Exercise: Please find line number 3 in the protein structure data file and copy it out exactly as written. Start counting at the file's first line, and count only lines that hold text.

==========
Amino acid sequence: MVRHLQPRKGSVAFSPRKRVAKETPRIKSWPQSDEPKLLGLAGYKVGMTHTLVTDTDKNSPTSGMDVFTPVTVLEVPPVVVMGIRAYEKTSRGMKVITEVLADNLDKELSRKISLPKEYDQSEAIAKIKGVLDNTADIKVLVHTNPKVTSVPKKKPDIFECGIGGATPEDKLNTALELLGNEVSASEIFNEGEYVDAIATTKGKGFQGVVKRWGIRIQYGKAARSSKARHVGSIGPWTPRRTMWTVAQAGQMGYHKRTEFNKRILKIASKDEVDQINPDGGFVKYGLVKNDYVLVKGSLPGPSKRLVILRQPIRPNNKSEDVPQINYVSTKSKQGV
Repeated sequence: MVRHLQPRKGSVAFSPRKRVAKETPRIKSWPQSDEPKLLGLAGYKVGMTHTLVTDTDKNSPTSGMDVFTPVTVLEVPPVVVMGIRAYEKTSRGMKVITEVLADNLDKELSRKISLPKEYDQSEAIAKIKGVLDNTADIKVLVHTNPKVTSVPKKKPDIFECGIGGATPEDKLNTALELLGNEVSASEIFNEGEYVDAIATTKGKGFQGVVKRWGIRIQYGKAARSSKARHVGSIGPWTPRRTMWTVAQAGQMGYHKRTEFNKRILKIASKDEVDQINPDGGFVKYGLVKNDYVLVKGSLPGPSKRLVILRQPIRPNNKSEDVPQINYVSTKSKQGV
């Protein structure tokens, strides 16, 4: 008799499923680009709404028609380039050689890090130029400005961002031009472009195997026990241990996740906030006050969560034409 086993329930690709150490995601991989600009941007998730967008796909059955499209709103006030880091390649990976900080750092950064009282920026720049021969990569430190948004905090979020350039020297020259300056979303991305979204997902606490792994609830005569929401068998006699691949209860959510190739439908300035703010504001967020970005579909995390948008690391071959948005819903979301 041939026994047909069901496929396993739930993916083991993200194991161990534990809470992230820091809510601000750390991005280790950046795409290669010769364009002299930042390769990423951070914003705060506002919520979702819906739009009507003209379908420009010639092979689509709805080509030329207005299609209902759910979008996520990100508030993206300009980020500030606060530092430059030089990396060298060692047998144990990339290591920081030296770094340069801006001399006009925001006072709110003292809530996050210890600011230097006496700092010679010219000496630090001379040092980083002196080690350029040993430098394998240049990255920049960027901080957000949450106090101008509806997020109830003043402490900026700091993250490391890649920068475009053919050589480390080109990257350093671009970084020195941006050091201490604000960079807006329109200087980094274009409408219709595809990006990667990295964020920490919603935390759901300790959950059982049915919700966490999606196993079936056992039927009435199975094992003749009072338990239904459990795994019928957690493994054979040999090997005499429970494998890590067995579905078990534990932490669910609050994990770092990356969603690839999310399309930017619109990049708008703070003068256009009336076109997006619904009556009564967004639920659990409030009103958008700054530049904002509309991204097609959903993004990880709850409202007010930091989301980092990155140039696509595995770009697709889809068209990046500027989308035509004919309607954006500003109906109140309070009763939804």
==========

């Protein structure tokens, strides 16, 4: 008799499923680009709404028609380039050689890090130029400005961002031009472009195997026990241990996740906030006050969560034409 086993329930690709150490995601991989600009941007998730967008796909059955499209709103006030880091390649990976900080750092950064009282920026720049021969990569430190948004905090979020350039020297020259300056979303991305979204997902606490792994609830005569929401068998006699691949209860959510190739439908300035703010504001967020970005579909995390948008690391071959948005819903979301 041939026994047909069901496929396993739930993916083991993200194991161990534990809470992230820091809510601000750390991005280790950046795409290669010769364009002299930042390769990423951070914003705060506002919520979702819906739009009507003209379908420009010639092979689509709805080509030329207005299609209902759910979008996520990100508030993206300009980020500030606060530092430059030089990396060298060692047998144990990339290591920081030296770094340069801006001399006009925001006072709110003292809530996050210890600011230097006496700092010679010219000496630090001379040092980083002196080690350029040993430098394998240049990255920049960027901080957000949450106090101008509806997020109830003043402490900026700091993250490391890649920068475009053919050589480390080109990257350093671009970084020195941006050091201490604000960079807006329109200087980094274009409408219709595809990006990667990295964020920490919603935390759901300790959950059982049915919700966490999606196993079936056992039927009435199975094992003749009072338990239904459990795994019928957690493994054979040999090997005499429970494998890590067995579905078990534990932490669910609050994990770092990356969603690839999310399309930017619109990049708008703070003068256009009336076109997006619904009556009564967004639920659990409030009103958008700054530049904002509309991204097609959903993004990880709850409202007010930091989301980092990155140039696509595995770009697709889809068209990046500027989308035509004919309607954006500003109906109140309070009763939804």